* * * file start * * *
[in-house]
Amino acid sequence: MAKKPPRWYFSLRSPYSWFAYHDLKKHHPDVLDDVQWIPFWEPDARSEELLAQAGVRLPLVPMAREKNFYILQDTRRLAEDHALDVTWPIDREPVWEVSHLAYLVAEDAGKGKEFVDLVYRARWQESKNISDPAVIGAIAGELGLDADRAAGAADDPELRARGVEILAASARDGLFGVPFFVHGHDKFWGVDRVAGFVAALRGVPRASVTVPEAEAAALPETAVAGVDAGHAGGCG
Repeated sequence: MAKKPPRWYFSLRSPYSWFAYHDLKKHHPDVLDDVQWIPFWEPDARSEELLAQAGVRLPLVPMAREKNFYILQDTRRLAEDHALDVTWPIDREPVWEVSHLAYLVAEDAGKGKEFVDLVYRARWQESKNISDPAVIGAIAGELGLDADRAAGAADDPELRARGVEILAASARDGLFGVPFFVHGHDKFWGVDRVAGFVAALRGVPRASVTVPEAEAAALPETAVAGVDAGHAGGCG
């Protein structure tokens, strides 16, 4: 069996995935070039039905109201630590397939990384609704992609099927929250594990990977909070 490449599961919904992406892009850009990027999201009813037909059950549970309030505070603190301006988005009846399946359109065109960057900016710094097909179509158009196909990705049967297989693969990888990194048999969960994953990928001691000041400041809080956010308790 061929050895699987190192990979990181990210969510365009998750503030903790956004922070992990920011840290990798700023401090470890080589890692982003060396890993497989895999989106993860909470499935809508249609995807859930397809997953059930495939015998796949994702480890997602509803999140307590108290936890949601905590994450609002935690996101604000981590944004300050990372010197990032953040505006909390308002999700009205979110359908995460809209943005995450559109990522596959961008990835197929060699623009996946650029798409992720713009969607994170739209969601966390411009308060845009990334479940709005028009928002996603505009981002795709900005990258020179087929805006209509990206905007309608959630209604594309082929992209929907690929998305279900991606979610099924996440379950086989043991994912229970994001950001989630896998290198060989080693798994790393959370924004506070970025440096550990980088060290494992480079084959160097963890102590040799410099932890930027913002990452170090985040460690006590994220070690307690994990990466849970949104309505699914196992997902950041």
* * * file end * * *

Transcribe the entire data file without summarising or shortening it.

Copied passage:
[in-house]
Amino acid sequence: MAKKPPRWYFSLRSPYSWFAYHDLKKHHPDVLDDVQWIPFWEPDARSEELLAQAGVRLPLVPMAREKNFYILQDTRRLAEDHALDVTWPIDREPVWEVSHLAYLVAEDAGKGKEFVDLVYRARWQESKNISDPAVIGAIAGELGLDADRAAGAADDPELRARGVEILAASARDGLFGVPFFVHGHDKFWGVDRVAGFVAALRGVPRASVTVPEAEAAALPETAVAGVDAGHAGGCG
Repeated sequence: MAKKPPRWYFSLRSPYSWFAYHDLKKHHPDVLDDVQWIPFWEPDARSEELLAQAGVRLPLVPMAREKNFYILQDTRRLAEDHALDVTWPIDREPVWEVSHLAYLVAEDAGKGKEFVDLVYRARWQESKNISDPAVIGAIAGELGLDADRAAGAADDPELRARGVEILAASARDGLFGVPFFVHGHDKFWGVDRVAGFVAALRGVPRASVTVPEAEAAALPETAVAGVDAGHAGGCG
């Protein structure tokens, strides 16, 4: 069996995935070039039905109201630590397939990384609704992609099927929250594990990977909070 490449599961919904992406892009850009990027999201009813037909059950549970309030505070603190301006988005009846399946359109065109960057900016710094097909179509158009196909990705049967297989693969990888990194048999969960994953990928001691000041400041809080956010308790 061929050895699987190192990979990181990210969510365009998750503030903790956004922070992990920011840290990798700023401090470890080589890692982003060396890993497989895999989106993860909470499935809508249609995807859930397809997953059930495939015998796949994702480890997602509803999140307590108290936890949601905590994450609002935690996101604000981590944004300050990372010197990032953040505006909390308002999700009205979110359908995460809209943005995450559109990522596959961008990835197929060699623009996946650029798409992720713009969607994170739209969601966390411009308060845009990334479940709005028009928002996603505009981002795709900005990258020179087929805006209509990206905007309608959630209604594309082929992209929907690929998305279900991606979610099924996440379950086989043991994912229970994001950001989630896998290198060989080693798994790393959370924004506070970025440096550990980088060290494992480079084959160097963890102590040799410099932890930027913002990452170090985040460690006590994220070690307690994990990466849970949104309505699914196992997902950041």